Underwater welder says there’s always risk when training new divers

According to the Jacksonville Sheriff’s Office, a man in his 40s who was a student at commercial diving school CDA Technical Institute drowned Thursday in the Trout River while doing low visibility underwater welding training.

Alex Pierce, who’s an underwater welder, says this job can be difficult and somewhat dangerous.

“So you could have, you know, 60-70 pounds on you, when you’re on the surface,” he said. “You don’t really feel it as much when you’re underwater, but it can definitely get challenging, especially if you’re prone to being like claustrophobic or like situations that you can immediately take yourself out of.”

According to the incident report, the student diver told instructors through his radio that his dive helmet was filling with water.

He was told to try to vent the water through his mask, but then stopped communicating, and was found unresponsive. CPR efforts were unsuccessful.

Pierce said there’s typically something divers can do when water fills up their mask.

“So you have a valve,” he said. “And it also this depends on which kind of helmet you’re using. But most of the guys, the US has some sort of a valve where you can increase the flow of air into your helmet. So if there’s water filling up in your helmet, you can turn the valve on, press the air, presses the water out. And it also recirculate the air just to get fresh air like if you’re hyperventilating or something like that.”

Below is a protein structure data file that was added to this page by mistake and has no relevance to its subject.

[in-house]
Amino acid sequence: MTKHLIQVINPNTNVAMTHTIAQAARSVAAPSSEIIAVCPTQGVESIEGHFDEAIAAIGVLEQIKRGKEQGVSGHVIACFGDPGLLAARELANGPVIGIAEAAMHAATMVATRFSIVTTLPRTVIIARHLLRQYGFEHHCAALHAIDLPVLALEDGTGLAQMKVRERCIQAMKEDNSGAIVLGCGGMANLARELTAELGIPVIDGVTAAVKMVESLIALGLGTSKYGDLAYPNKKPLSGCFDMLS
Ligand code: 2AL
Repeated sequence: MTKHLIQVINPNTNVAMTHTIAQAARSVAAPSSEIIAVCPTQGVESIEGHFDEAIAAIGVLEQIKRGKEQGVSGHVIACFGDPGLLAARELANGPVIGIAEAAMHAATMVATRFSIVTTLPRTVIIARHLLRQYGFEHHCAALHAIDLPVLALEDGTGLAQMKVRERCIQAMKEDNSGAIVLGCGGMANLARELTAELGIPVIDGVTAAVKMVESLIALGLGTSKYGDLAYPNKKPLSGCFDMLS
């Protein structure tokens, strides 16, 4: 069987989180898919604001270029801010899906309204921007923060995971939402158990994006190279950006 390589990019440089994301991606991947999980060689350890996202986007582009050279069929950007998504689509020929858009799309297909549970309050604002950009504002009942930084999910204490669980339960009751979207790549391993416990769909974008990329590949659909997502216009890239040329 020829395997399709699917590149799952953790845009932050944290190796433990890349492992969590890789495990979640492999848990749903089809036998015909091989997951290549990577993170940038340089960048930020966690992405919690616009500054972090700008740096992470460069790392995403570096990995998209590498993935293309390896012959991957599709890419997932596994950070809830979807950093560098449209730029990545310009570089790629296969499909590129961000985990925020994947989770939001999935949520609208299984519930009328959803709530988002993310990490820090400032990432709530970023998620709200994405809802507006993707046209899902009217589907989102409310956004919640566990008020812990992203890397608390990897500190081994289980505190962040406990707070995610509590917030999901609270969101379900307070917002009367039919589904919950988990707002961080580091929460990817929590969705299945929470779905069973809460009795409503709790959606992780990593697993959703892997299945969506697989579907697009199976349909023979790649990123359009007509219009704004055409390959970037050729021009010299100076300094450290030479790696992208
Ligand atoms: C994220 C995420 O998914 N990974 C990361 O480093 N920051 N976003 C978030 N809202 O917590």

Pierce says underwater welding is used on a lot of structures.

“I have done everything from hydroelectric dams,” he said. “You know, inspecting like the gates and replacing the gates even that allow the water to go into hydroelectric dams to spin the big turbines. I’ve worked at the amusement parks in Orlando Universal Studios and some at Disney doing inspections on like their pumps that pump water up into their water rides.”

The institute says on its website that it is a fully accredited diving program with on-campus housing with courses for commercial diving training lasting four months.

The course that the man was in is advanced, meaning he would have had some previous diver training.

The cause of the drowning was not immediately known. No foul play is suspected.

Pierce says there is a lot that can go wrong when you’re underwater welding.

“So by and large, I’d say it’s pretty safe,” he said. “But you know, you’re working with gases, with tubes (and hoses). There’s always the risk. And you’re dealing with a lot of pressure. So you can’t, if something’s wrong, like I was saying earlier, you can’t just immediately shoot to the surface.”